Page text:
Column: Google wows the crowd

Here’s a column I posted at on Google’s quarterly results:

“First things first: Anyone who wishes they had bought even a few shares of Google when it went public a little over a year ago, at the now bargain-basement price of $87 (U.S.), raise your hand — the one you’re not slapping yourself silly with, that is.
Plenty of people (including yours truly, if you must know) scoffed at the idea that Google’s stock would take off like a rocket after its IPO. Some analysts at the time were projecting a stock value of $145 a share and a total market capitalization for the company of $25-billion. Dream on, others said (including yours truly).

And where is Google now? Closing in on $350 per share, which would give the company a market value of almost $100-billion — just shy of Coca-Cola and a little behind networking giant Cisco Systems. Shares of Google jumped more than 12 per cent on Friday, after the company announced its quarterly results, results that blew the doors off most estimates.

Of course, one of the complicating factors when it comes to valuing Google is that the search company doesn’t provide a whole lot of information about its business, and doesn’t give forecasts for upcoming quarters, the way most companies do. For the time being at least, that is playing in Google’s favour, allowing it to obliterate even the most positive forecast from Wall Street analysts. Among other things, the search leader seems to be changing a lot of peoples’ minds about the wisdom of a totally advertising-driven business model, and the growth in demand for Internet search-based advertising in particular, and it is growing much faster than the rest of the industry.

Can Google continue this barn-burning growth rate? Perhaps. Clearly, the skepticism that some (including yours truly) felt about such a possibility last year was misplaced.

It’s worth remembering, however, that eBay was also growing at double-digit rates every quarter not that long ago, and now the on-line auctioneer — whose share price has fallen by more than 30 per cent over the past year — is searching for new ways to boost growth to the kind of levels that investors have come to expect. It seems there’s nothing quite so disappointing as a former superstar.

In what is typically not a great quarter for advertising-related companies, Google’s revenue more than doubled to $1.6-billion from the same quarter a year earlier. As with other search engines (such as Yahoo) that get their traffic from a variety of partners, some of that overall revenue figure is made up of “traffic acquisition costs,” which represent the fees that are paid to those search partners, such as America Online, whose search is powered by Google. In the latest period, those costs accounted for about 34 per cent of Google’s revenue, or $530-million.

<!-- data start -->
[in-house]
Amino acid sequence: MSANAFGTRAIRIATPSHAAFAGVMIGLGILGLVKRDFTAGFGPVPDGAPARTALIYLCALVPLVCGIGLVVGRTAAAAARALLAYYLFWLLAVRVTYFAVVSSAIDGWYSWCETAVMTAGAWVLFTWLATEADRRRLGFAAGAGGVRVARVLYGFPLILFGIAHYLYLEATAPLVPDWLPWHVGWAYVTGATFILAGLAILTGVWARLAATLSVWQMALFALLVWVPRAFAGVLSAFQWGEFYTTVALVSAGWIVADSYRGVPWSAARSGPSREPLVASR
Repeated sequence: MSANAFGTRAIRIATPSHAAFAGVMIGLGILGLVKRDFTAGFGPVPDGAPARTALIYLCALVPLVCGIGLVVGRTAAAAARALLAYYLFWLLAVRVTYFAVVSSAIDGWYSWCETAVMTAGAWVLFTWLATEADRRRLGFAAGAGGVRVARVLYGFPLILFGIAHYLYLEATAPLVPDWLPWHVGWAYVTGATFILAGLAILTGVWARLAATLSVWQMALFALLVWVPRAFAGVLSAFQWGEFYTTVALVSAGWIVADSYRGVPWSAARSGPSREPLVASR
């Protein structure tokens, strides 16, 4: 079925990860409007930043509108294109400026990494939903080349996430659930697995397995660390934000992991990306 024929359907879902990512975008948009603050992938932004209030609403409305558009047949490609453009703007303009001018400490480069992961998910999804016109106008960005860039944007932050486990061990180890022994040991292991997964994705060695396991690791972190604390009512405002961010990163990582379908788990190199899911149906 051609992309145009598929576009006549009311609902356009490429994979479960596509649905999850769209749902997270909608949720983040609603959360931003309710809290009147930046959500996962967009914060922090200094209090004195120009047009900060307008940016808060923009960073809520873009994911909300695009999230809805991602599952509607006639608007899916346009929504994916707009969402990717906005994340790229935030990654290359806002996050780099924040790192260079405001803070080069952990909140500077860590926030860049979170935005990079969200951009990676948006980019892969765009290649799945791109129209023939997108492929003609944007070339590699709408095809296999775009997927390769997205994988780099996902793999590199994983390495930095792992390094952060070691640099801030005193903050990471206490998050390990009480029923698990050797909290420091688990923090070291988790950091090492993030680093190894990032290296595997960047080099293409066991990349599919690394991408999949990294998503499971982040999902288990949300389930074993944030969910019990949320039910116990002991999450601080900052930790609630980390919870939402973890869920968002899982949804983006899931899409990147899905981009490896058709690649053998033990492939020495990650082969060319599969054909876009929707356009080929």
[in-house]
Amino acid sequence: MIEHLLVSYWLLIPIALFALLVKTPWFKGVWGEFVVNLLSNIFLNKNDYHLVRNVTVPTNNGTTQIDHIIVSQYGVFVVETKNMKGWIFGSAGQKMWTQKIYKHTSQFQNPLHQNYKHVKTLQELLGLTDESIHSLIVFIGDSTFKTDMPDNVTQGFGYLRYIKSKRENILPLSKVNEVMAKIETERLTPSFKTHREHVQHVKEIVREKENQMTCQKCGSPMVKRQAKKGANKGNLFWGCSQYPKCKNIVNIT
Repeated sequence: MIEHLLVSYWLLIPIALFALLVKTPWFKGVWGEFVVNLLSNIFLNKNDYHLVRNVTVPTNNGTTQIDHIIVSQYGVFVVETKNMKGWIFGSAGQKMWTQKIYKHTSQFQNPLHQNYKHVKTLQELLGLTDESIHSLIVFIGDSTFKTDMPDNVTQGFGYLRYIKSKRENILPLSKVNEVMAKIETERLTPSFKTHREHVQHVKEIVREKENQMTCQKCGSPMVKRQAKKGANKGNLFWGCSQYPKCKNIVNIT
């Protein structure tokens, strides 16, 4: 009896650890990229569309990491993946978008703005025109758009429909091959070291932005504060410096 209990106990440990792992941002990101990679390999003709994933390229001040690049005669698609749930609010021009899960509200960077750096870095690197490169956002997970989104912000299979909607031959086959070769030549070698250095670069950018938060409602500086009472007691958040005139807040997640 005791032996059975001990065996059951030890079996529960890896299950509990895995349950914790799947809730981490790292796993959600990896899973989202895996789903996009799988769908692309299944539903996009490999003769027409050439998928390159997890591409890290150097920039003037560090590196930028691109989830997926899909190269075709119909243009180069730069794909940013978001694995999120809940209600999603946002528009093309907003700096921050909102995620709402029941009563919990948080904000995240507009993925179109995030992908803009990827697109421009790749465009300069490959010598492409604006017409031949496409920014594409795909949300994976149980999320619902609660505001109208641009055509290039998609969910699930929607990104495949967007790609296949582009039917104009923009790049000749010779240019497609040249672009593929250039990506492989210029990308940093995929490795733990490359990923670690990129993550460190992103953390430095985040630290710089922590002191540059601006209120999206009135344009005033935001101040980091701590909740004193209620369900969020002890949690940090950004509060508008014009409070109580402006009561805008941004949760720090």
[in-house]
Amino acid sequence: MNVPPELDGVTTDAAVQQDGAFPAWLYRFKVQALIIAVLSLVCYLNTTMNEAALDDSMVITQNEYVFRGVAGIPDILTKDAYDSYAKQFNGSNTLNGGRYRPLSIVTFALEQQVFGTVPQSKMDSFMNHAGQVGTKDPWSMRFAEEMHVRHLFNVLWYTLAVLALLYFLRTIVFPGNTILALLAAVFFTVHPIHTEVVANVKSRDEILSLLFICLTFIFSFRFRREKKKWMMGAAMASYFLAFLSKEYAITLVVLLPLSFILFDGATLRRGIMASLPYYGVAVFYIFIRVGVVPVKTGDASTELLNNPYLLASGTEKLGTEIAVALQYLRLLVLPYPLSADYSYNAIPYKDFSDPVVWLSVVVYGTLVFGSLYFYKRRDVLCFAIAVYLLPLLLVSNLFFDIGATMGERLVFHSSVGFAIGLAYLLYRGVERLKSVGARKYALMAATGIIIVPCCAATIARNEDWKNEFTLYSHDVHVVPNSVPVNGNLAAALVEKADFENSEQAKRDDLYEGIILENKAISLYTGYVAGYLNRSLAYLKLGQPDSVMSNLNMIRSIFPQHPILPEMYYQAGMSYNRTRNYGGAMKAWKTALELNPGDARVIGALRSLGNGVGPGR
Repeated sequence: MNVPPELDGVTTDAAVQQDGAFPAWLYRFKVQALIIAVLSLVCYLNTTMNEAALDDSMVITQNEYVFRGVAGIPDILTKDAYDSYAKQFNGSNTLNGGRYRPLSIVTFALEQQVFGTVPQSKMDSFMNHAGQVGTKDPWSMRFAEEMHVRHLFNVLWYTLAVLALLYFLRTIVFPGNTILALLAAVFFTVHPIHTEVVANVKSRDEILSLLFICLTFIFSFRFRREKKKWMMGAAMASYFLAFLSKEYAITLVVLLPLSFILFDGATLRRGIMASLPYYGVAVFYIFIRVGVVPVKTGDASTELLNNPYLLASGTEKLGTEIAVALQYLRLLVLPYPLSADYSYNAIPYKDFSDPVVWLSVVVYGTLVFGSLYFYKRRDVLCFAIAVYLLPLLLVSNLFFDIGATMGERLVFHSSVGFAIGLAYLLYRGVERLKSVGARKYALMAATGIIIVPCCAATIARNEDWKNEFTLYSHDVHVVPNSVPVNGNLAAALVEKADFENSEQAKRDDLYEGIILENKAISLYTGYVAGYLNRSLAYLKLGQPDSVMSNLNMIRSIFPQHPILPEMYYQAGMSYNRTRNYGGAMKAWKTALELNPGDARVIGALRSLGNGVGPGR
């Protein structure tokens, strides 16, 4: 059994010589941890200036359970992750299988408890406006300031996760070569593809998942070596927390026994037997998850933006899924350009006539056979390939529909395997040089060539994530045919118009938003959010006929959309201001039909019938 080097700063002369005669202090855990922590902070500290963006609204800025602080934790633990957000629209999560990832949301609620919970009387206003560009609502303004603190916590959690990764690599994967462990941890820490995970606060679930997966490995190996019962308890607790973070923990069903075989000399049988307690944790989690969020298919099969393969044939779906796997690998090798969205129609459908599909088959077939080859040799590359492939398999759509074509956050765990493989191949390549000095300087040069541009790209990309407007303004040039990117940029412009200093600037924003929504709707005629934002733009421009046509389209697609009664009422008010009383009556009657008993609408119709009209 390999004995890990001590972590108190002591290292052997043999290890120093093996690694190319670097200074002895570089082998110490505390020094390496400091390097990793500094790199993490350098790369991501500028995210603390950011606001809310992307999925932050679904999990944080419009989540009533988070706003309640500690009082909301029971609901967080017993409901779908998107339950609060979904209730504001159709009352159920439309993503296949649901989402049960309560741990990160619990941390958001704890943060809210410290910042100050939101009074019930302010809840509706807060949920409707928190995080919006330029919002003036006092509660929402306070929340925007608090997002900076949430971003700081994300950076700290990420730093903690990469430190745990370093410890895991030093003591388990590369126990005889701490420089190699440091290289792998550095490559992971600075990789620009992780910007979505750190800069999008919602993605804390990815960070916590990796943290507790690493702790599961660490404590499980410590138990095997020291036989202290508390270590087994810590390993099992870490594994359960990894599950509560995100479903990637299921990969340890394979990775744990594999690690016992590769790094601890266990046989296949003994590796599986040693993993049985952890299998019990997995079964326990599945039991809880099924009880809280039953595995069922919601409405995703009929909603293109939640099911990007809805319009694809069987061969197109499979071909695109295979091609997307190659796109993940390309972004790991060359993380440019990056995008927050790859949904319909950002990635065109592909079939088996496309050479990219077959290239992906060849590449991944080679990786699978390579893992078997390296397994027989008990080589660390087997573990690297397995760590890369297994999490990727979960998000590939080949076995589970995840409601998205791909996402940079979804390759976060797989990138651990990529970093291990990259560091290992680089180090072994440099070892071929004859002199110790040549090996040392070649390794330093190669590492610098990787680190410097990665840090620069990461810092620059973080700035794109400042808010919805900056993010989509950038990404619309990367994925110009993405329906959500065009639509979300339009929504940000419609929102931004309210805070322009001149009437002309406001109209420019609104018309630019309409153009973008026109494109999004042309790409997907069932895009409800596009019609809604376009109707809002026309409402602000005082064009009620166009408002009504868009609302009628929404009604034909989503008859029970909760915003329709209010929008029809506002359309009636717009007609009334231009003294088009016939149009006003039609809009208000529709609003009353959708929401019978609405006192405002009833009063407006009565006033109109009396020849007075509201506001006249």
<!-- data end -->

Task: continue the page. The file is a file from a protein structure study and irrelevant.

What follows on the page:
Even if you exclude those costs, Google’s internally-generated revenue was $885 million, more than twice what the company made a year earlier. In keeping with its previously stated goal to avoid catering to the stock market’s desire for comparative numbers, Google didn’t give the year-earlier figures in its news release — for those, you had to go to the SEC filings from last year. Revenue from Google’s AdSense network, which produces relevant text ads for other websites, rose by 7 per cent over the previous quarter to $630-million, and was higher by about 60 per cent from the same quarter a year earlier.

Several brokerage firms — including RBC Capital and Lehman Brothers — boosted their price targets for the stock to $450. The company’s revenue growth “blows away any reasonable expectations,” said Mark Rohan of RBC Capital Markets. While some people “may view Google’s nearly $100 billion market capitalization as rich, we believe otherwise,” he said in a research note. “Our view is that Google is still a relatively inexpensive stock, and that shares are headed higher.”

To see it as inexpensive at these levels requires some pretty heavy-duty forecasts for future growth, however. Media Metrics Equity Research (which rates the stock a “hold”) said it is concerned that Google’s expenses are rising, margins are falling, and the stock’s multiple is far too high. The firm says the “current risk-reward ratio of owning Google shares is not compelling, in our view” because the stock is assuming that Google’s cash flow will grow at close to 20 per cent a year, compounded annually, for the next 15 years — something no traditional media company has ever done during the past 40 years.

Some analysts, however, say Google is not only the dominant player in search-related advertising, but that its lead is increasing. Susquehanna Research says Google is actually “widening the gap over competitive efforts.” While Overture — which pioneered search-related advertising and was bought by Yahoo — is growing at 7 per cent per quarter, Google grew by 20 per cent. Why? Susquehanna says a combination of market share gains, improved ad quality and pricing, and more revenue from Google-owned sites rather than partners such as Ask Jeeves.

JMP Securities said the company has managed to “significantly outpace the rest of the search industry in terms of revenue per search.” According to JMP, Google generates more than twice as much revenue per search as Yahoo, its closest competitor. The brokerage firm said it sees Google having increasing success in convincing Fortune 500 companies to move advertising spending to the Internet, and based on the company’s projected free cash flow growth over the next several years, JMP says Google should be worth somewhere in the range of $380.

Will Google’s incredible growth begin to slow down at some point? Obviously it will, just as eBay’s has — but not any time soon, as far as anyone can tell. Could all the analysts who are singing its praises be wrong? Obviously they could — but not as wrong as yours truly was about a year ago.”

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